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Album Title: Greg Scarlatoiu on Pyongyang′s public executions 그렉 스칼라튜 북한인권위원
Date: May 14, 2015
Location: Arirang News

And the gruesome public execution is again... drawing attention to the regime′s rampant human rights violations. Arirang News′ Hwang Sung-hee turned to Greg Scarlatoiu , executive director of the Committee for Human Rights in North Korea, for his insight on the issue. North Korea is executing its senior officers in the most gruesome way, according to Greg Scarlatoiu, executive director of the Committee for Human Rights in North Korea. ″You are talking about an execution by ZPU-4 anti-aircraft machine gun. If you are talking about a person being hit by automatic fire, by 50-caliber rounds, you are literally talking about bodies being pulverized, obliterated, turned into pink mist.″ Last month, Scarlatoiu released the first-ever satellite images of a public execution of roughly 10 senior North Korean officers at Kanggun shooting range. He calls the killings a clear human rights violation, but adds the high-level executions could help bring about a change in the regime. ″Remember, this is, after all, a Confucian culture. Having something left, having a body, is very important. But they are simply obliterated. Every trace, any trace, that this person ever existed is eliminated. Now certainly these executions have had a lot of coverage, so I believe that this will indeed result in enhanced awareness internationally.″ What′s behind the brutality, says Scarlatoiu, is the young North Korean leader′s insecurity. Noting Pyongyang′s ties with Beijing have suffered after the execution of Jang Song-thaek who was the North′s point man on China he says the recent execution of defense chief Hyon Yong-chol may hurt relations with Russia. Hyon was the point man on Moscow, and even met with the Russian president last year. If those factors cause the situation to deteriorate, Scarlatoiu foresees more gruesome killings that could eventually shake up the entire regime. ″For this reason, the regime continues to be unstable and, unfortunately, as long as the regime continues to be unstable, the supreme leader, who also happens to be quite insecure, will be very tempted to continue with this gruesome practice and with these executions.″ ″Could the constant purges and executions in turn destabilize the Kim Jong-un regime?″ ″We are coming to the realization that the highest-ranking officials of North Korea are also victims of human rights violations. I wonder, wouldn′t those same elites of North Korea start wondering about their own survival? If even the most loyal of the loyalists, who have served the Kim family for decades, are not safe, then who is?″ Hwang Sung-hee, Arirang News.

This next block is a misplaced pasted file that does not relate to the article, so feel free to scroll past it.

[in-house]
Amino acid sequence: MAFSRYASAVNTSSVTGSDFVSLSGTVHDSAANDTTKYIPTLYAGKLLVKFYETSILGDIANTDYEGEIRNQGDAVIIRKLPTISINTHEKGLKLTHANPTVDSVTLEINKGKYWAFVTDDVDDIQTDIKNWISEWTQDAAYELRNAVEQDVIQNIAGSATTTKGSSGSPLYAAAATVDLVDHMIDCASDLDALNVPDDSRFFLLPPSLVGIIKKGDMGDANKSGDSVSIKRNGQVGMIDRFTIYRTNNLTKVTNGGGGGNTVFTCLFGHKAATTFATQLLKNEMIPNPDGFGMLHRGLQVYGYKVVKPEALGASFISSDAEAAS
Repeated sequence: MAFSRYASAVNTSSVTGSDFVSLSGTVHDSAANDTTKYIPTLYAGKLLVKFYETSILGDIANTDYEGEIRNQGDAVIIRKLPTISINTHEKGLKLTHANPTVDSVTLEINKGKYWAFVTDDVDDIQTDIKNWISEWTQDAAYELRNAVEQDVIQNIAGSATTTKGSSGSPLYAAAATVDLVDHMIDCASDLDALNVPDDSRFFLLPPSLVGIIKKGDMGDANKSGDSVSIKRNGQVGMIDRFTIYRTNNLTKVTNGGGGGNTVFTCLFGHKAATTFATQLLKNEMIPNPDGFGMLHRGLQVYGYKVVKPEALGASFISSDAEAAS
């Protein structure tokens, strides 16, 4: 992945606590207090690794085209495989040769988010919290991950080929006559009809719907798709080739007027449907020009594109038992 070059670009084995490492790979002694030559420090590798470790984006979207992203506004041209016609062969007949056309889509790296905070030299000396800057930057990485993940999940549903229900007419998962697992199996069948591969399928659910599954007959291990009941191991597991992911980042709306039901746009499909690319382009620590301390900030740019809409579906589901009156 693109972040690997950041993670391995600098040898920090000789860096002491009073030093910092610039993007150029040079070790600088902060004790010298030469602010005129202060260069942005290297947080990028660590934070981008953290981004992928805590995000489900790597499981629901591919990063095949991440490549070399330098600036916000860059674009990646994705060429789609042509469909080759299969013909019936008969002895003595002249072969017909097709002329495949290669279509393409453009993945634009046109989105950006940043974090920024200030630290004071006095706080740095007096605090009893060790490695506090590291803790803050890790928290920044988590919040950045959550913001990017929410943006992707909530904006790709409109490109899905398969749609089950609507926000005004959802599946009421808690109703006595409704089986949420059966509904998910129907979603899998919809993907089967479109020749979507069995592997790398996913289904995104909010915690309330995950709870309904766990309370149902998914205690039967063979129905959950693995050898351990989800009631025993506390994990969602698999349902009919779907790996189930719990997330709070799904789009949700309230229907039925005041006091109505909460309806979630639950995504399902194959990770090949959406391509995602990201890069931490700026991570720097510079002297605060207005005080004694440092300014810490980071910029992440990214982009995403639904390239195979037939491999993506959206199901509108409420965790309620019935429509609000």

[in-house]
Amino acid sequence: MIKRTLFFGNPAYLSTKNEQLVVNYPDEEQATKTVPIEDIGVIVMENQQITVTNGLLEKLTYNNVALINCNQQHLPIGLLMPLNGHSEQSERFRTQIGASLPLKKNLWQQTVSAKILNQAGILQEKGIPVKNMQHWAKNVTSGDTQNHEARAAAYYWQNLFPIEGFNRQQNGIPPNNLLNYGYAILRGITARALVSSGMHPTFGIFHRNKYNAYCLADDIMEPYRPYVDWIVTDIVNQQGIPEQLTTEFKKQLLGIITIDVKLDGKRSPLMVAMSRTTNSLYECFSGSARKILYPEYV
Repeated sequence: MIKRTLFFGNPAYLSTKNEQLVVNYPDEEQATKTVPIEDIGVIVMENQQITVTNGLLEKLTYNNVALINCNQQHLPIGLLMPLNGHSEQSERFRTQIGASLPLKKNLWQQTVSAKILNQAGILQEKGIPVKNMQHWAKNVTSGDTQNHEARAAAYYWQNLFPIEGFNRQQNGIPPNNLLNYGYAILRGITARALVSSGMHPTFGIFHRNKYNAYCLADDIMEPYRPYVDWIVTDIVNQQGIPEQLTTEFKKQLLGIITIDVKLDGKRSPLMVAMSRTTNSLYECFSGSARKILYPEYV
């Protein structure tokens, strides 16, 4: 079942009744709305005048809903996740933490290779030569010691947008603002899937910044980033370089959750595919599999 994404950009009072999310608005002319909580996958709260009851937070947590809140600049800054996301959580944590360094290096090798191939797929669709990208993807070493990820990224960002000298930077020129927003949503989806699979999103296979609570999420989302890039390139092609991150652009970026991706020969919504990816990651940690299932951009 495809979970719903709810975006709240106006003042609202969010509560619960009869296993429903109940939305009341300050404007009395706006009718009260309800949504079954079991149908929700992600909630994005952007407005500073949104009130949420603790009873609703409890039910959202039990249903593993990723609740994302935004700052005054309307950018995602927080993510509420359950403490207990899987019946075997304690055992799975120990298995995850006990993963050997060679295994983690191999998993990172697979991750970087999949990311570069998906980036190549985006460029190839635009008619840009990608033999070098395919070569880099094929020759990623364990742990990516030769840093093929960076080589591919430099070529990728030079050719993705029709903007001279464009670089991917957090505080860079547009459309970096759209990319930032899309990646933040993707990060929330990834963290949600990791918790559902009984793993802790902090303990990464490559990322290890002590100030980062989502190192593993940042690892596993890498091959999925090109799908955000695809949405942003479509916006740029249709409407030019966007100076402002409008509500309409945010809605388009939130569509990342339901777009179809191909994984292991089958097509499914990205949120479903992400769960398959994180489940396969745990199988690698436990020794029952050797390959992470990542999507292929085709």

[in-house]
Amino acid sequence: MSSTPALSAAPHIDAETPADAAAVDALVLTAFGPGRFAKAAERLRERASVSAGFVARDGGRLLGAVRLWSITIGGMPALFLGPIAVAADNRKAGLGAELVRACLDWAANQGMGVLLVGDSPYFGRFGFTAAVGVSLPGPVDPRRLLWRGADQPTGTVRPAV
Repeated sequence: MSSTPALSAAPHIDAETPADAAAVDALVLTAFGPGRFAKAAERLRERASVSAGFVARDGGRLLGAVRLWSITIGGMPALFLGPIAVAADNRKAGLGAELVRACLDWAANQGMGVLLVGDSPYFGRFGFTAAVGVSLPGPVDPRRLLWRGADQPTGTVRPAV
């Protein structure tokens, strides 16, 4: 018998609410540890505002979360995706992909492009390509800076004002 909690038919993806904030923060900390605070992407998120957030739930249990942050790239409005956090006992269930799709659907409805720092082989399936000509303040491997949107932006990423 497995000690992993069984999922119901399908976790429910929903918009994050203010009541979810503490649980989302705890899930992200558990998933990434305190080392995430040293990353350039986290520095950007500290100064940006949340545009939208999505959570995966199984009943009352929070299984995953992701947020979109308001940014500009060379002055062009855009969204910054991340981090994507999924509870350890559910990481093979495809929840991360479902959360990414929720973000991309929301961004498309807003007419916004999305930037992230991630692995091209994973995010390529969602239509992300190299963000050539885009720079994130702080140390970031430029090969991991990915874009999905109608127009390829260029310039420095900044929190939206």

North Korea’s Long-term Prison-Labor Facility Kyo-hwa-so No. 1, Kaech’ŏn
Joseph S. Bermudez, Greg Scarlatoiu, Amanda M. Oh, & Rosa Park
Mar 25, 2020

The Committee for Human Rights in North Korea (HRNK), a non-governmental organization based in Washington, D.C., has launched a report titled North Korea’s Long-term Prison-labor Facility Kyo-hwa-so No. 1, Kaech’on. This report is part of a comprehensive long-term project undergone by HRNK to use satellite imagery and survivor testimony to shed light on human suffering in North Korea. This study combines former prisoner testimony collected in 2019 with declassified satellite imagery


THE REPORT IS EMBARGOED UNTIL 12:01 AM FRIDAY, OCTOBER 18, 2019THE REPORT IS EMBARGOED UNTIL 12:01 AM FRIDAY, OCTOBER 18, 2019. Lost Generation: The Health and Human Rights of North Korean Children, 1990–2018 is a nearly thirty-year study monitoring the health and human rights conditions of North Korean children. “Health” is defined by the World Health Organization as a “state of complete physical, mental, and social well being, and not merely the absence of dis